Then Linus Pauling upped the ante. He claimed that vitamin C not only prevented colds; it cured cancer.
In 1971, Pauling received a letter from Ewan Cameron, a Scottish surgeon from a tiny hospital outside Glasgow. Cameron wrote that cancer patients who were treated with ten grams of vitamin C every day had fared better than those who weren’t. Pauling was ecstatic. He decided to publish Cameron’s findings in the Proceedings of the National Academy of Sciences (PNAS). Pauling assumed that as a member of the academy he could publish a paper in PNAS whenever he wanted; only three papers submitted by academy members had been rejected in more than half a century. Pauling’s paper was rejected anyway, further tarnishing his reputation among scientists. Later, the paper was published in Oncology, a journal for cancer specialists. When researchers evaluated the data, the flaw became obvious: the cancer victims Cameron had treated with vitamin C were healthier at the start of therapy, so their outcomes were better. After that, scientists no longer took Pauling’s claims about vitamins seriously.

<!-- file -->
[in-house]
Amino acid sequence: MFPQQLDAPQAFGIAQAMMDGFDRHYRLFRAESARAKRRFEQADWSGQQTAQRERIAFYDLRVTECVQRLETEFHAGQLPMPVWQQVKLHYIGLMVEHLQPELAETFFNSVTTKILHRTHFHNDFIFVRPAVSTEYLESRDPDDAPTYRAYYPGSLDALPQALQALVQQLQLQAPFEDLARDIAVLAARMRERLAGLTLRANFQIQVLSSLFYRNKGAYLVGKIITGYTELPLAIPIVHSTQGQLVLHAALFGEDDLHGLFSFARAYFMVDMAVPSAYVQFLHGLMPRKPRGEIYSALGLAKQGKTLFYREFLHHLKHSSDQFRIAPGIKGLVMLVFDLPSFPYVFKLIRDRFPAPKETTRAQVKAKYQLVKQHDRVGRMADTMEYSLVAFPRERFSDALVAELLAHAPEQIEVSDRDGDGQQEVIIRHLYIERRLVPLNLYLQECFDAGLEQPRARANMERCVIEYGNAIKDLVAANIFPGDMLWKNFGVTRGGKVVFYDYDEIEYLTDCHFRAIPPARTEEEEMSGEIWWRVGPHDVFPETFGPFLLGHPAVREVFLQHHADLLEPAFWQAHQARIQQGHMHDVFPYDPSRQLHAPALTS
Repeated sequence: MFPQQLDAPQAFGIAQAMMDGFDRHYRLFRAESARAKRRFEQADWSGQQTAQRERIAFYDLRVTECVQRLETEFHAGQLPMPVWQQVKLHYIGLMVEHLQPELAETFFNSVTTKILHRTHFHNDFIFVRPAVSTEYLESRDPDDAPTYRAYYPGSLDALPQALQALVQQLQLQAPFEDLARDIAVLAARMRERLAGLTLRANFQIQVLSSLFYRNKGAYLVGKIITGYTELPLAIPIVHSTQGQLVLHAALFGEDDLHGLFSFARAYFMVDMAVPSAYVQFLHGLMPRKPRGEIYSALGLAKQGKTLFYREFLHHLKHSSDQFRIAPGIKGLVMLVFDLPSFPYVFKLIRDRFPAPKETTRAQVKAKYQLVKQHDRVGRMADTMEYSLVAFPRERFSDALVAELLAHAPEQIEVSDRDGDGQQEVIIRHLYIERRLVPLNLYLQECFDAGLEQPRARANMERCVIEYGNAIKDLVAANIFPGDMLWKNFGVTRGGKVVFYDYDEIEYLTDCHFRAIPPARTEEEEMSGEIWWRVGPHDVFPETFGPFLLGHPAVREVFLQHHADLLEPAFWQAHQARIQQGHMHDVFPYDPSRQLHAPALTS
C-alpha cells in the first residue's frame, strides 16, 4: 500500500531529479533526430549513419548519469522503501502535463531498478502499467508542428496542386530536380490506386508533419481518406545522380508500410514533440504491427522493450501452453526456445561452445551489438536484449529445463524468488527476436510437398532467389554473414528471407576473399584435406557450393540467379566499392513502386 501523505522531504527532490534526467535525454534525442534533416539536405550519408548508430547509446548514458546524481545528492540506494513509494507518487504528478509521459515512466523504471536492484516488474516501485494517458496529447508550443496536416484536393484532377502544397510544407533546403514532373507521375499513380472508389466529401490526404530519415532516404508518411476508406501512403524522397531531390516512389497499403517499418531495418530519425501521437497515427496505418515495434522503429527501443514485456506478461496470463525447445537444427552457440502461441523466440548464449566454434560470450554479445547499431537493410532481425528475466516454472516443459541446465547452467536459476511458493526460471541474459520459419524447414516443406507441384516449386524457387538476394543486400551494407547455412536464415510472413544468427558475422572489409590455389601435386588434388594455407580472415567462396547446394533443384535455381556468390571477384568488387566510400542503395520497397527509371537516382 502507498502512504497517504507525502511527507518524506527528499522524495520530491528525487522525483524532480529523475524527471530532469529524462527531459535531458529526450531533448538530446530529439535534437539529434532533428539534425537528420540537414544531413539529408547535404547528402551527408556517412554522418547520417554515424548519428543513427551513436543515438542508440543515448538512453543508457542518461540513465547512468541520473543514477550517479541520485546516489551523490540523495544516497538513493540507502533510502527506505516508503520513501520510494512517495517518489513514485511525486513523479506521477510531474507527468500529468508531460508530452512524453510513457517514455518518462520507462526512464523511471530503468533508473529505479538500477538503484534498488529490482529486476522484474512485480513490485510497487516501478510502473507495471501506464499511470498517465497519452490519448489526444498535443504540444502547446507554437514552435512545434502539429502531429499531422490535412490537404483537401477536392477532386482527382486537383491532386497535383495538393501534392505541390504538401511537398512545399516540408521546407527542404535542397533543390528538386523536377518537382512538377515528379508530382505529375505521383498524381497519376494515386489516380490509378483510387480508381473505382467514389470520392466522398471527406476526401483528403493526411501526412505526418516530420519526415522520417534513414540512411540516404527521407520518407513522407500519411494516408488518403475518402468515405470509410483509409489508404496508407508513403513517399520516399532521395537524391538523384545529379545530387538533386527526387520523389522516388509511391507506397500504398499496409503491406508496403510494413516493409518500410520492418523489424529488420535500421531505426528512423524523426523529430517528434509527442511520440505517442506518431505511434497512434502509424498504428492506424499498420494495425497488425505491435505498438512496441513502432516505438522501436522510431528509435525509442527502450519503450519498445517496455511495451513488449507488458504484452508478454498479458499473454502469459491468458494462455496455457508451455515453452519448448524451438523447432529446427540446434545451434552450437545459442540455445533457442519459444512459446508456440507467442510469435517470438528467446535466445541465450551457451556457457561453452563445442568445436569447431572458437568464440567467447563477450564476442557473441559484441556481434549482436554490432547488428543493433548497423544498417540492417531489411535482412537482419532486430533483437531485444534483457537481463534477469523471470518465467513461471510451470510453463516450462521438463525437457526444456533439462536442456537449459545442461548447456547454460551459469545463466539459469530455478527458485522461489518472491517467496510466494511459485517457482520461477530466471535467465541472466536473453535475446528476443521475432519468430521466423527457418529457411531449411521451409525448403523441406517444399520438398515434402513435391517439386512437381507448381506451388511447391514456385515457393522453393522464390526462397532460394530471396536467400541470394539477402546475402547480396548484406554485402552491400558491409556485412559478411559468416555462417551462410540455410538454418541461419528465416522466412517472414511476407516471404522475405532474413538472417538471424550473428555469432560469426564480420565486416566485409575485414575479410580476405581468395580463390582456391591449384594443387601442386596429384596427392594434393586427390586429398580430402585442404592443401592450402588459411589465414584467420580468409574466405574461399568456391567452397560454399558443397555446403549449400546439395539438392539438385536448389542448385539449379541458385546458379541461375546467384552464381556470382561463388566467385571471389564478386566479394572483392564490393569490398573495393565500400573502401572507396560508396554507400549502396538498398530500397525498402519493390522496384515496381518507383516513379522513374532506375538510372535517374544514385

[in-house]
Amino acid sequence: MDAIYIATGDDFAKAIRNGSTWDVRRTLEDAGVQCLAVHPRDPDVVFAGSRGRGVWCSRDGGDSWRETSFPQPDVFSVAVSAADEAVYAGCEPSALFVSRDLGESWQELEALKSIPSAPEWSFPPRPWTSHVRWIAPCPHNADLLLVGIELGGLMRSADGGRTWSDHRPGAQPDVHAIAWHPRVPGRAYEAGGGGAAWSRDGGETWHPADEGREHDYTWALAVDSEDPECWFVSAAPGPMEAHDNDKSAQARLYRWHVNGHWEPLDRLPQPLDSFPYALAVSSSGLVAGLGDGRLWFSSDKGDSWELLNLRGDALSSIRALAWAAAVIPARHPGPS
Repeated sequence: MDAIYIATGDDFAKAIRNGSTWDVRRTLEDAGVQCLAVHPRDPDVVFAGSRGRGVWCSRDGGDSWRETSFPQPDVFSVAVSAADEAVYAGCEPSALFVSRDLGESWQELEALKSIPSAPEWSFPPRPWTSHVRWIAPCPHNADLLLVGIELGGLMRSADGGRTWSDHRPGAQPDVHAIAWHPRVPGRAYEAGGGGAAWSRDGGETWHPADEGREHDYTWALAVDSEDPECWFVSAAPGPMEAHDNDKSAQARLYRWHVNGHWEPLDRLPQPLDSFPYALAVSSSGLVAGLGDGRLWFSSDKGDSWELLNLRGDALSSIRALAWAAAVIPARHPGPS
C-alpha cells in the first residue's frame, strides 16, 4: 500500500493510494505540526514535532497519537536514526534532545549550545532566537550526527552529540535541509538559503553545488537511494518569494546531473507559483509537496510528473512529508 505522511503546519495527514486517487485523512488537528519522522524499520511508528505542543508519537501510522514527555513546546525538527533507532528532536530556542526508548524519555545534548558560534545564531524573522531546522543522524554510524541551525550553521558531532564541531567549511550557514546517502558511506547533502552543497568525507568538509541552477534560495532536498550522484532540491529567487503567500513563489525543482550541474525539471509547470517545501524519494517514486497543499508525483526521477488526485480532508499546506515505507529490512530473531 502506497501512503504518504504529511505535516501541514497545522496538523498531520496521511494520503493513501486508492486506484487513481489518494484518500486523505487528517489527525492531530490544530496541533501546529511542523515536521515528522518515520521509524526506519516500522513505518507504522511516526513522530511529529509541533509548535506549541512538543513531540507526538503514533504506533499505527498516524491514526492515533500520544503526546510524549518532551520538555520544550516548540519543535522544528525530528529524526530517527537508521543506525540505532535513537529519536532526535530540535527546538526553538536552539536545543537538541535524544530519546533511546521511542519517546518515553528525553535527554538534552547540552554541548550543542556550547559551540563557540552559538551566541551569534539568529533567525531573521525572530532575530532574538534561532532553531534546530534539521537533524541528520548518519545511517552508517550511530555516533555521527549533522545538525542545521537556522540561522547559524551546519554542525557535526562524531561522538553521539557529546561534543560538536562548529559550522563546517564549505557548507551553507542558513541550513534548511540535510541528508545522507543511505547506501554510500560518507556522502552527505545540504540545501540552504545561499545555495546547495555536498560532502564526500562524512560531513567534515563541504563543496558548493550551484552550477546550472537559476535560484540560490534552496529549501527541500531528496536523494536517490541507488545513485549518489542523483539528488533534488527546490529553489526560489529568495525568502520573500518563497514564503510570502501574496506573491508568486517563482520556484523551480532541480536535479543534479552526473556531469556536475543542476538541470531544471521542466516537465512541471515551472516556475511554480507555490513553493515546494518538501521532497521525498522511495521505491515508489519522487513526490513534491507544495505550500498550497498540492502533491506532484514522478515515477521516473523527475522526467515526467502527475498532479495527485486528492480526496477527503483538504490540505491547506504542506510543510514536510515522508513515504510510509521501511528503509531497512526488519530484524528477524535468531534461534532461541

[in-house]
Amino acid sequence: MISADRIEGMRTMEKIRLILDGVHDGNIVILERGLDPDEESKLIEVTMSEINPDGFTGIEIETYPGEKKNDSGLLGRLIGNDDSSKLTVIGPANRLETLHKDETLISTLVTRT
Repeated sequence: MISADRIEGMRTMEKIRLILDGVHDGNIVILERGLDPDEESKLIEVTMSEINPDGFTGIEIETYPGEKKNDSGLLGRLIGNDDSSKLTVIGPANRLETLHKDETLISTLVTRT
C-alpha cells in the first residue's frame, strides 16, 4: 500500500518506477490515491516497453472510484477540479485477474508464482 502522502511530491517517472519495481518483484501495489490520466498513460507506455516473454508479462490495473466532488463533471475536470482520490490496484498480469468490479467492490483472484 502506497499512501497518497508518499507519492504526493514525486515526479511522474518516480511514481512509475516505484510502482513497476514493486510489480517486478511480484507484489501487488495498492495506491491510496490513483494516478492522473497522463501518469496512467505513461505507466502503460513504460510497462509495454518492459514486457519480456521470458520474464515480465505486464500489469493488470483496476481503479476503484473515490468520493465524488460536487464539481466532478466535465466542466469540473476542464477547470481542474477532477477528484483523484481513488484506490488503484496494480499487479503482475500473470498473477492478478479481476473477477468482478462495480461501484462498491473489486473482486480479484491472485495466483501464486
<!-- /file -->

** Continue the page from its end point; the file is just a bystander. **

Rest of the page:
But Linus Pauling still had clout with the media. In 1971, he declared that vitamin C would cause a 10 percent decrease in deaths from cancer. In 1977, he went even further. “My present estimate is that a decrease of 75 percent can be achieved with vitamin C alone,” he wrote, “and a further decrease by use of other nutritional supplements.” With cancer in their rearview mirror, Pauling predicted, Americans would live longer, healthier lives. “Life expectancy will be 100 to 110 years,” he said, “and in the course of time, the maximum age might be 150 years.”
Cancer victims now had reason for hope. Wanting to participate in the Pauling miracle, they urged their doctors to give them massive doses of vitamin C. “For about seven or eight years, we were getting a lot of requests from our families to use high-dose vitamin C,” recalls John Maris, chief of oncology and director of the Center for Childhood Cancer Research at the Children’s Hospital of Philadelphia. “We struggled with that. They would say, ‘Doctor, do you have a Nobel Prize?’ ”